EU summit only to decide Van Rompuy and Ashton successors
EXCLUSIVE / The extraordinary EU summit on 30 August, which was expected to put together “the full puzzle” of the EU top jobs for the next five years, will only decide on the successors of Council President Herman Van Rompuy, and EU foreign affairs chief Catherine Ashton, sources told EurActiv today (26 August).
Jean-Claude Juncker, the Commission President-elect, is reported to be convinced that it is not possible to decide on the composition of the future Commission before leaders decide who will succeed Van Rompuy and Ashton.
If the summit decides on the two top jobs, it is expected that Juncker would come up with a list of commissioners and of portfolios in the first or the second week of September.
The reason, sources explained, is that if leaders decide not to appoint Federica Mogherini, the Italian foreign minister, as a successor to Ashton, Rome might nominate another person as Italian commissioner. A number of countries including Poland oppose the appointment of Mogherini as EU foreign affairs chief due to her lack of experience on the Russian dossier and the traditionally pro-Moscow positions of Italy.
According to diplomatic sources, it would not be correct to say that only Eastern European countries had opposed Mogherini, and reportedly France had also done so “in a very elegant way”.
“Mr Juncker has two or three scenarios in mind, but he cannot decide before this decision [on Ashton’s successor] is taken,” a source close to the former Prime Minister of Luxembourg said.
It is also expected that Juncker will first present a list of the Commissioners, followed by a list of the Commissioners’ qualifications.
Such a strategy, however, is likely to clash with the views of several member countries, who insisted over the failed summit held during the night of 16 to 17 July that there was a need to see the “full picture”. Eastern EU countries were the main reason for the blockage. They argued that no decision could be taken on the two senior positions before they knew what portfolios would be assigned to "their" national commissioners.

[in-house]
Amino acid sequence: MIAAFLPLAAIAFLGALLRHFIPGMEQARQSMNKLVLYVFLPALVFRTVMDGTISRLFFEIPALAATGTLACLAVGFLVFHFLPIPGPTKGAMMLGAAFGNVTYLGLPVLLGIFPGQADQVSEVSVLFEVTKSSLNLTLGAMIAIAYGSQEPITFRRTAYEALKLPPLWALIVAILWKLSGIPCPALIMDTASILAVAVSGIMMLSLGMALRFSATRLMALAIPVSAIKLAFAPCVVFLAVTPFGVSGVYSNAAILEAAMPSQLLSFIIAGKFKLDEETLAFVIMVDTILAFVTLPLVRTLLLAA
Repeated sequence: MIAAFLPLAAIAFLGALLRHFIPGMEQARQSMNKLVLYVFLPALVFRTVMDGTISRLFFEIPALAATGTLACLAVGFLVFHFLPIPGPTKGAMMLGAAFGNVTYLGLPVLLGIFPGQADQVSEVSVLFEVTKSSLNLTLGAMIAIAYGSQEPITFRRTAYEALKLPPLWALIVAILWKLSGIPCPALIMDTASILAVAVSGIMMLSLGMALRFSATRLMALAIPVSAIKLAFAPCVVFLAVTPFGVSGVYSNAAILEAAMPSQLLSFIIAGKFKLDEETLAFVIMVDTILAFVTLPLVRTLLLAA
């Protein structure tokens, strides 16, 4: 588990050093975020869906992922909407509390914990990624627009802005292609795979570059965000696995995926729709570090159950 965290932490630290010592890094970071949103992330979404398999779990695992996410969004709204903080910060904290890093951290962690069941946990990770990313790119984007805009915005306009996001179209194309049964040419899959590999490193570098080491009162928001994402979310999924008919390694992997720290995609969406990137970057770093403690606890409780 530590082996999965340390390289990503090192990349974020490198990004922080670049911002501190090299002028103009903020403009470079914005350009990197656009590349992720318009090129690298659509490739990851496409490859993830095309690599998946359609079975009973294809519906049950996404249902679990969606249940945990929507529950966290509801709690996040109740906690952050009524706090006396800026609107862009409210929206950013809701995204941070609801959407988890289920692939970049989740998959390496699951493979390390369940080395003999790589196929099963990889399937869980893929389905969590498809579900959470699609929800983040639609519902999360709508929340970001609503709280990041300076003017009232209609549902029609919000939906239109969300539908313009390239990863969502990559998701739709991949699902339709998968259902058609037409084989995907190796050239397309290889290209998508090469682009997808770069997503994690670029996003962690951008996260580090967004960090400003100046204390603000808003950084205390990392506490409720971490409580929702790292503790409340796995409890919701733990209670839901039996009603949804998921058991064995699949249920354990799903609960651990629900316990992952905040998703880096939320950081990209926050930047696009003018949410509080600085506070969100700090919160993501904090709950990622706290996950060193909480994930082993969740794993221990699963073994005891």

German Chancellor Angela Merkel said in at the press conference following the summit that EU leaders had suddenly realised there was “interdependence” between the distribution of Commission portfolios and the two top jobs.
A senior diplomat from an Eastern European country told EurActiv today that he didn’t’ believe that the summit will end up successful, with only the two top job nominations. “There would necessarily be agreements, even if not announced, over other posts and attributions,” the diplomat said.
Usually Van Rompuy is in charge of preparations of EU summits. In fact, the former Belgian Prime Minister has been harshly criticised by member countries for the poor preparation of the 16-17 July summit, as leaders are reported to have known there would be no agreement at the time they sat around the summit table. This time, Juncker is said to be closely associated with the preparation of the 30 August summit.
EurActiv was also told that all countries had made nominations for commissioners, with the unique exception of Belgium.
Reportedly, only four women are likely to be part of the next EU executive (Italy’s Mogherini, Bulgaria’s Georgieva, the Czech Republic’s Jourová and Sweden’s Malmström.) There are seven women in the present EU commission, and the European Parliament is insisting that the gender balance should further improve. To mollify the Parliament, Juncker has recently told the Austrian daily Kurier that he would give women candidates the Commission's Vice President position, and important portfolios.
It is not yet clear if Juncker will participate to the summit, EurActiv was told. EU ambassadors will meet in the COREPER format to prepare the summit on 28 August.
For a full overview of the nominated and likely future Commissioners, here is our infographic:
A day after the EU Parliament elected Jean-Claude Juncker to head the European Commission, the 28 EU leaders gathered in Brussels on 16 July to discuss who will become the next European Council President and EU's foreign affairs chief.
The summit however was a failure, as Eastern EU countries argued that no decision could be taken on the two senior positions before they knew what portfolios would be assigned to "their" national commissioners.
In what appears to be a complex puzzle, EU leaders agreed to meet again at the end of August to agree on a "package" of appointments. In the meantime, each member country has been asked to put forward their candidate for the Commission.
The Commission is subject, as a body, to a vote of approval of the European Parliament. The College of Commissioners is then formally appointed by the European Council acting by qualified majority.
- 28 Aug.: EU ambassadors meet to prepare the extraordinary EU summit;
- 30 Aug.: Extraordinary EU summit;
- First and second week of September: Juncker tables list of Commissioners, of attributions;
- October: European Parliament votes to approve or reject new Commission College as a whole
- 1 Nov.: Target date for the new Commission to take office